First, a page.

“It seems though that others had similar ideas, and we discovered recently that the book has fallen into the hands of the Saytanites.”

I knew of the Saytanites.  They were one of those extreme groups who publically nobody took particularly seriously, but who privately just about everyone feared. They followed the mythical leader of the Jinn, Iblis who in legend had been the cause of the Jinn being cast out of heaven. The Saytanites called him by his alternative name of Say-tan, a name that was also known to the humans. Outside of the Saytanites, most of the Jinn didn’t believe that Iblis still existed, or indeed if he ever had, but they all recognised that in their support of him and what he’s supposed to have stood for, the Saytanites were a dangerous group themselves.

Asmodeus spoke again: “If the Saytanites locate the seal, they will use it for their own ends, and will enslave their own people; certainly The Purest, though it’s doubtful a Jinn would have the ability to use it’s power on one with human blood, but whoever holds the ring and thus commands The Purest could use it’s power to force us to destroy first the part bred, and then even the humans themselves. And believe me, that is something that the Saytanites wouldn’t hesitate in doing.”

I was still a little confused about what my part in all this was supposed to be. “So where do I come in then?” I asked, “You must have some reason to need my assistance.”

“Well of course, I want you to help hunt down the seal,” he said, “I want you to attempt to locate it before our enemies, Saytanite and human might. You have certain talents outside of your Jinn abilities that may help. Plus of course, being a part bred, if the Saytanites find the ring first, you’ll be less susceptible to any efforts they may have to wield its power. In addition, there is another reason.”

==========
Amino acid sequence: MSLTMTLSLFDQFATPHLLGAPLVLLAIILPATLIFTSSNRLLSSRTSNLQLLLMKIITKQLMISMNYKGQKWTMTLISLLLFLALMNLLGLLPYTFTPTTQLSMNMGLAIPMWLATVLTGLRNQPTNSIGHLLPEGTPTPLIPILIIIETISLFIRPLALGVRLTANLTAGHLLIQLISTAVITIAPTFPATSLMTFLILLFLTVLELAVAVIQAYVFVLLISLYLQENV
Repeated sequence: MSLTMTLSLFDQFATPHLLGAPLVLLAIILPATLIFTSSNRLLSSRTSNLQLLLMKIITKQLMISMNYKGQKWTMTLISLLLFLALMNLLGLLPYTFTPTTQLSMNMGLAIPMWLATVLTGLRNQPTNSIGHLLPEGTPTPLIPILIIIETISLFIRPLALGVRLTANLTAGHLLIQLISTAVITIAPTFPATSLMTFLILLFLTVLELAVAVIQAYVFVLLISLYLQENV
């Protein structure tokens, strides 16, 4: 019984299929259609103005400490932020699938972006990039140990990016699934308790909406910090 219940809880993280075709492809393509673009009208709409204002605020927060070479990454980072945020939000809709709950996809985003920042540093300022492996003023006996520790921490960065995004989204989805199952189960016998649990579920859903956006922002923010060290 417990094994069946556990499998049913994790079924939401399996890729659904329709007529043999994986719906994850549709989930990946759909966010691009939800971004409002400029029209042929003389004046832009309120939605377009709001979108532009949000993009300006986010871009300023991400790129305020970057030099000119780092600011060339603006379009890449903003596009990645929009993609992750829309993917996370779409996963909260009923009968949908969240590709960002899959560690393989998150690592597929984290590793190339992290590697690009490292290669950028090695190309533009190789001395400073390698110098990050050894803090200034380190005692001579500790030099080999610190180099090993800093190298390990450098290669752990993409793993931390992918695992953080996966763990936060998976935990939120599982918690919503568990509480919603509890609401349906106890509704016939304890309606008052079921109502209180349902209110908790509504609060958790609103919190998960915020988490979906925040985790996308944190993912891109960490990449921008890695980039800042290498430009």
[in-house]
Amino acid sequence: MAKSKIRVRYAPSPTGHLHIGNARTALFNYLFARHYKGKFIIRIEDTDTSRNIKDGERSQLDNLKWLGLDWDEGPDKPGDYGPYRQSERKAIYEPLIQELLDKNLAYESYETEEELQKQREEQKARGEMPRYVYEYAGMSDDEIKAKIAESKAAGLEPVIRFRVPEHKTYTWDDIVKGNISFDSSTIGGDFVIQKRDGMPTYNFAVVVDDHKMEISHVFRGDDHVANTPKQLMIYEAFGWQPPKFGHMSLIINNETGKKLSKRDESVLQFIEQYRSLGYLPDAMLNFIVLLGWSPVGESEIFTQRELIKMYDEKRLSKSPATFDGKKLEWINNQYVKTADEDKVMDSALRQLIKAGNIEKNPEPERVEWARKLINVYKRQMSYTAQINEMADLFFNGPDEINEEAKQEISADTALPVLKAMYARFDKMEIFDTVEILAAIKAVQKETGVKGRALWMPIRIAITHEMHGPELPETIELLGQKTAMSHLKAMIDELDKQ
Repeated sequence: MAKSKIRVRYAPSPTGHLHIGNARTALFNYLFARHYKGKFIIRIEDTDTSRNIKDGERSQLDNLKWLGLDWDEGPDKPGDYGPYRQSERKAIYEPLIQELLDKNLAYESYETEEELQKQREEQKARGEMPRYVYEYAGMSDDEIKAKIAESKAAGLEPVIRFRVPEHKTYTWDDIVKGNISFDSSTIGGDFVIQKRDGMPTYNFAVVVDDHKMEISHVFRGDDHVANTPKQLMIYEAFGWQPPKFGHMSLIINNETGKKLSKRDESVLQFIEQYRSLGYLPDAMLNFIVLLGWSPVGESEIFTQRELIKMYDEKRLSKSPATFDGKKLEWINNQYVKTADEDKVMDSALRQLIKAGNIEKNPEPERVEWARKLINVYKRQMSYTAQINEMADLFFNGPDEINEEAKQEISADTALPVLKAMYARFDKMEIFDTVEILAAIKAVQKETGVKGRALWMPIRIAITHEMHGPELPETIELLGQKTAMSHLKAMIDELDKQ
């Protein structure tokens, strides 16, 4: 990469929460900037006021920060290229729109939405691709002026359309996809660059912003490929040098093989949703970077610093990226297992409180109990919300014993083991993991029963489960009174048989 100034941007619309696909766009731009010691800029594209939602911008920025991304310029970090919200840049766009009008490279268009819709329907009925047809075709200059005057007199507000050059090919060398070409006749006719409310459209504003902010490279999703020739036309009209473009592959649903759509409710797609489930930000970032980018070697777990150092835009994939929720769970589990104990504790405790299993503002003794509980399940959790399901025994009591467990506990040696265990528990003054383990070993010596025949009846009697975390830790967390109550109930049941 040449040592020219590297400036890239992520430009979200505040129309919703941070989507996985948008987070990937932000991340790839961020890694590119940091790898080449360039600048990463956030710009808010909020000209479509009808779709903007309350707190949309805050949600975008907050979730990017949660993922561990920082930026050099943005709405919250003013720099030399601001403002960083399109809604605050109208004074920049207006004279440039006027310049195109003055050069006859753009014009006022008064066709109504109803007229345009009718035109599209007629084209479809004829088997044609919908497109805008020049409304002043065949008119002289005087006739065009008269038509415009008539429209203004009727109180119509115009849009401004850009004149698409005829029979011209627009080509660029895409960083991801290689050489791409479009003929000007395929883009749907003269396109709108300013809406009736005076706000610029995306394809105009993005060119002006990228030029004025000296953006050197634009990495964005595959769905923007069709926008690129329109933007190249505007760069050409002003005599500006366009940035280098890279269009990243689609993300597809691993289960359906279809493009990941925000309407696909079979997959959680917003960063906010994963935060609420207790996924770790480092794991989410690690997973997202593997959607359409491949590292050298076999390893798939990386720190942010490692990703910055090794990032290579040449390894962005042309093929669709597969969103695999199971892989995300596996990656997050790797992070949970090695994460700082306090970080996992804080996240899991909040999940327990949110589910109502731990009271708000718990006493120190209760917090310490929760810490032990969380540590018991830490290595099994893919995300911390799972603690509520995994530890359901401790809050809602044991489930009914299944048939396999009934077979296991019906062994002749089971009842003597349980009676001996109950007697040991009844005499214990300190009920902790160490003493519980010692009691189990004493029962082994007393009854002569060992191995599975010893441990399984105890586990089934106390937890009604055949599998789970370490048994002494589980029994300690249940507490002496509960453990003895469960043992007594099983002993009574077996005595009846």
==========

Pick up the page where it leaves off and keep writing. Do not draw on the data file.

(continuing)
“Another reason?” I was curious what that might be.

“This current George Larard may have clues himself as to the whereabouts of the seal, and he may have the desire to see his father’s book returned to him. You’re someone he may trust to help him, someone he may even confide in.”

“Me?” I asked, “Why should he?” though I suspected I already knew the answer.

“Because you knew his father,” Asmodeus confirmed my suspicions.

When I’d originally heard tales of the book, I’d laughed it off as a modern myth, but when I heard the name of the supposed author: George Larard, I’d wondered if it was the same George Larard that I’d known.